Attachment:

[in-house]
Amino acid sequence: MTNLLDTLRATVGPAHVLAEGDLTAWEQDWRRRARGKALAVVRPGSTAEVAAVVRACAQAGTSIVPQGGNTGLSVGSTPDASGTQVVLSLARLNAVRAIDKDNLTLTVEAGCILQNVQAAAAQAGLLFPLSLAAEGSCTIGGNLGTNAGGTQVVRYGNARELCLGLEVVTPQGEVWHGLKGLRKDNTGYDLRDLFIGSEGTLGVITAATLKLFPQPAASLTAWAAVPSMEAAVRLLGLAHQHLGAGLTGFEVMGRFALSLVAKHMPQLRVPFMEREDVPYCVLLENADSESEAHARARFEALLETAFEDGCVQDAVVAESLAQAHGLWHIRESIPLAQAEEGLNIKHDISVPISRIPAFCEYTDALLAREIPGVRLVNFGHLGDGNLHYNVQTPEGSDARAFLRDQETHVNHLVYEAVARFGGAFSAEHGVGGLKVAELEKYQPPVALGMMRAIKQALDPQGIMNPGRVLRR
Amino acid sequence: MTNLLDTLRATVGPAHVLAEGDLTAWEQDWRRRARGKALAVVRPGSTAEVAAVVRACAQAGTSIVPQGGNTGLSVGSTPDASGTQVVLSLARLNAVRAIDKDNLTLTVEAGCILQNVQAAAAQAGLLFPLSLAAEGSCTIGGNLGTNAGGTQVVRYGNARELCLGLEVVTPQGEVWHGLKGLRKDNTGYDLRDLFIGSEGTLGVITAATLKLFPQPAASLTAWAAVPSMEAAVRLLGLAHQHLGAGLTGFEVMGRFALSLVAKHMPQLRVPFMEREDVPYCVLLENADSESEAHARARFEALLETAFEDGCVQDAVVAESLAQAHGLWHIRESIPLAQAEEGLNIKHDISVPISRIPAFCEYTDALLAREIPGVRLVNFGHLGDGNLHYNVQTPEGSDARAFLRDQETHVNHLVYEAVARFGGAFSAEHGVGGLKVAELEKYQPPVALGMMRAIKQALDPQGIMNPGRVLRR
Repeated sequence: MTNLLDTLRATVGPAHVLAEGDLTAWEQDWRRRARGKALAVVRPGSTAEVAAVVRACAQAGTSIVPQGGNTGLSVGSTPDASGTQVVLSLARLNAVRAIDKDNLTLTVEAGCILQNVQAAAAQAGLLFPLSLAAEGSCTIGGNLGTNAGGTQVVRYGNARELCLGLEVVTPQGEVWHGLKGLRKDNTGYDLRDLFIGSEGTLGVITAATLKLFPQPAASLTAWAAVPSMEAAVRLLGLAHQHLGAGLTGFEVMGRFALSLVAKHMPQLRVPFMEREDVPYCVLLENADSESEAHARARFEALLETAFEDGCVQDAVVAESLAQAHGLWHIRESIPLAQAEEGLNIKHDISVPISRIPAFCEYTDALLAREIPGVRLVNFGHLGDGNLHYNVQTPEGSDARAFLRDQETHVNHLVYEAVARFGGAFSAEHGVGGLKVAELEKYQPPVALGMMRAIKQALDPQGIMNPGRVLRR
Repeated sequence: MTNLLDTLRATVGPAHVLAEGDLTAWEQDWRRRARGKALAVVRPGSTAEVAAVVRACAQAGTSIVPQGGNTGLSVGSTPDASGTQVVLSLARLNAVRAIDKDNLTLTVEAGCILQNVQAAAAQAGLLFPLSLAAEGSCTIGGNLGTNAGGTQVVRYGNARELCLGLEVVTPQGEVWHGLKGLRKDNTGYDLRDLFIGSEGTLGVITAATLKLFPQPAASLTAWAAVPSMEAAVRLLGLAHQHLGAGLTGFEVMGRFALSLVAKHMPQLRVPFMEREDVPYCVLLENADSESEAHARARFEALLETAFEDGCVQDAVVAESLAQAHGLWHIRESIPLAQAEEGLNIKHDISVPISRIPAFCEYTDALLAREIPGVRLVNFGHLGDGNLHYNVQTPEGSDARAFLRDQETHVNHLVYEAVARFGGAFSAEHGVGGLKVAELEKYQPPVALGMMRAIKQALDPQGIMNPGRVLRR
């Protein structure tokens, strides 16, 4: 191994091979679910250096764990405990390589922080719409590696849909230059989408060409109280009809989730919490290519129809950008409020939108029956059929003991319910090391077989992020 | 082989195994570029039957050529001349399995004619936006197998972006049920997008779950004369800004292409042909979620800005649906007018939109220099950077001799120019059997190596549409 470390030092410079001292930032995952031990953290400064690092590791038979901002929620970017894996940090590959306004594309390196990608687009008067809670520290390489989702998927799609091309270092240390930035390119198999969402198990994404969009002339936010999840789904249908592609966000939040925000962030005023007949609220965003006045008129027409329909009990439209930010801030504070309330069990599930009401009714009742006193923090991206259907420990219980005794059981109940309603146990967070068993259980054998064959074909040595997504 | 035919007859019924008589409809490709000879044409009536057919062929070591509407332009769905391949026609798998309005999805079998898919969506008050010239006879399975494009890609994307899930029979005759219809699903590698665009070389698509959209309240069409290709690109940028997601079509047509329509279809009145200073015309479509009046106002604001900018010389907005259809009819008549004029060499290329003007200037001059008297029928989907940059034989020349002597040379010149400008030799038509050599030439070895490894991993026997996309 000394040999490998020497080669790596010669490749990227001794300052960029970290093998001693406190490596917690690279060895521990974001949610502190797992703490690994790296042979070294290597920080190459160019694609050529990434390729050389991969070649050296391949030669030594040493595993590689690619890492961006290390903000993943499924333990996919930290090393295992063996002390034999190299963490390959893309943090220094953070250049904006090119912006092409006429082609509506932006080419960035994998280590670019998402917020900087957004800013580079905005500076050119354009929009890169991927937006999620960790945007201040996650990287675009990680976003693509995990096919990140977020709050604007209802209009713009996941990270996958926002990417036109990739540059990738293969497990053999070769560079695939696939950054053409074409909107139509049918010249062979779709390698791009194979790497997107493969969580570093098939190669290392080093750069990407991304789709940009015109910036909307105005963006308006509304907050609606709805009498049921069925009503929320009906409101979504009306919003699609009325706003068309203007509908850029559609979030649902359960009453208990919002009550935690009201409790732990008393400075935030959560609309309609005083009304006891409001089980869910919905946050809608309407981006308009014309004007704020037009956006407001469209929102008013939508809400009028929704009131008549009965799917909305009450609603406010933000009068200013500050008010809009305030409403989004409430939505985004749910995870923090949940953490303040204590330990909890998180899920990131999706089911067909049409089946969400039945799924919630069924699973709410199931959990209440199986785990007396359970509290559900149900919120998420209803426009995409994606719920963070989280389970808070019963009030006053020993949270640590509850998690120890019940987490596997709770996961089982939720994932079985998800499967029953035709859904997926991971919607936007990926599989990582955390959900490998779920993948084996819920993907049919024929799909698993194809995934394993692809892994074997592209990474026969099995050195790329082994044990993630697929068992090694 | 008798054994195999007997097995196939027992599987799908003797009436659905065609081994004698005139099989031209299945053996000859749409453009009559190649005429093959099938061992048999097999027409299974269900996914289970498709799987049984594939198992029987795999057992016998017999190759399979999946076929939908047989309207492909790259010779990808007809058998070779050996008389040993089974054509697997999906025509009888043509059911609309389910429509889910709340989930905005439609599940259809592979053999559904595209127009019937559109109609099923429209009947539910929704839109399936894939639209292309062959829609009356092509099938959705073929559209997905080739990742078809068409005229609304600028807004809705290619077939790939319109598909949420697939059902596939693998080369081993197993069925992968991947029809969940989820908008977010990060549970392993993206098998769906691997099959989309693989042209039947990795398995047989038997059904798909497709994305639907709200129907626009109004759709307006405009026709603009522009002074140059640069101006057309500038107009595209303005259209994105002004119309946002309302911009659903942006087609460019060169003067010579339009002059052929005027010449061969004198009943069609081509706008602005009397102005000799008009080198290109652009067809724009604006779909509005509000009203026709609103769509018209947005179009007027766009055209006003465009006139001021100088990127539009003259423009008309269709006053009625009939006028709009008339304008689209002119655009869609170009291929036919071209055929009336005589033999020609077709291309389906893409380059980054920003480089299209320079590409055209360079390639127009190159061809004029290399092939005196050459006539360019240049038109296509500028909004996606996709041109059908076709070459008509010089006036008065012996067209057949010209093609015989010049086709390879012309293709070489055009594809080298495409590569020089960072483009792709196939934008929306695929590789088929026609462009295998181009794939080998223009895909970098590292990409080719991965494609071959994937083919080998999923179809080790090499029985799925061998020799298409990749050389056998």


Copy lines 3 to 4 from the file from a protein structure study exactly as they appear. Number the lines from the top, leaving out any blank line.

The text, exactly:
Amino acid sequence: MTNLLDTLRATVGPAHVLAEGDLTAWEQDWRRRARGKALAVVRPGSTAEVAAVVRACAQAGTSIVPQGGNTGLSVGSTPDASGTQVVLSLARLNAVRAIDKDNLTLTVEAGCILQNVQAAAAQAGLLFPLSLAAEGSCTIGGNLGTNAGGTQVVRYGNARELCLGLEVVTPQGEVWHGLKGLRKDNTGYDLRDLFIGSEGTLGVITAATLKLFPQPAASLTAWAAVPSMEAAVRLLGLAHQHLGAGLTGFEVMGRFALSLVAKHMPQLRVPFMEREDVPYCVLLENADSESEAHARARFEALLETAFEDGCVQDAVVAESLAQAHGLWHIRESIPLAQAEEGLNIKHDISVPISRIPAFCEYTDALLAREIPGVRLVNFGHLGDGNLHYNVQTPEGSDARAFLRDQETHVNHLVYEAVARFGGAFSAEHGVGGLKVAELEKYQPPVALGMMRAIKQALDPQGIMNPGRVLRR
Repeated sequence: MTNLLDTLRATVGPAHVLAEGDLTAWEQDWRRRARGKALAVVRPGSTAEVAAVVRACAQAGTSIVPQGGNTGLSVGSTPDASGTQVVLSLARLNAVRAIDKDNLTLTVEAGCILQNVQAAAAQAGLLFPLSLAAEGSCTIGGNLGTNAGGTQVVRYGNARELCLGLEVVTPQGEVWHGLKGLRKDNTGYDLRDLFIGSEGTLGVITAATLKLFPQPAASLTAWAAVPSMEAAVRLLGLAHQHLGAGLTGFEVMGRFALSLVAKHMPQLRVPFMEREDVPYCVLLENADSESEAHARARFEALLETAFEDGCVQDAVVAESLAQAHGLWHIRESIPLAQAEEGLNIKHDISVPISRIPAFCEYTDALLAREIPGVRLVNFGHLGDGNLHYNVQTPEGSDARAFLRDQETHVNHLVYEAVARFGGAFSAEHGVGGLKVAELEKYQPPVALGMMRAIKQALDPQGIMNPGRVLRR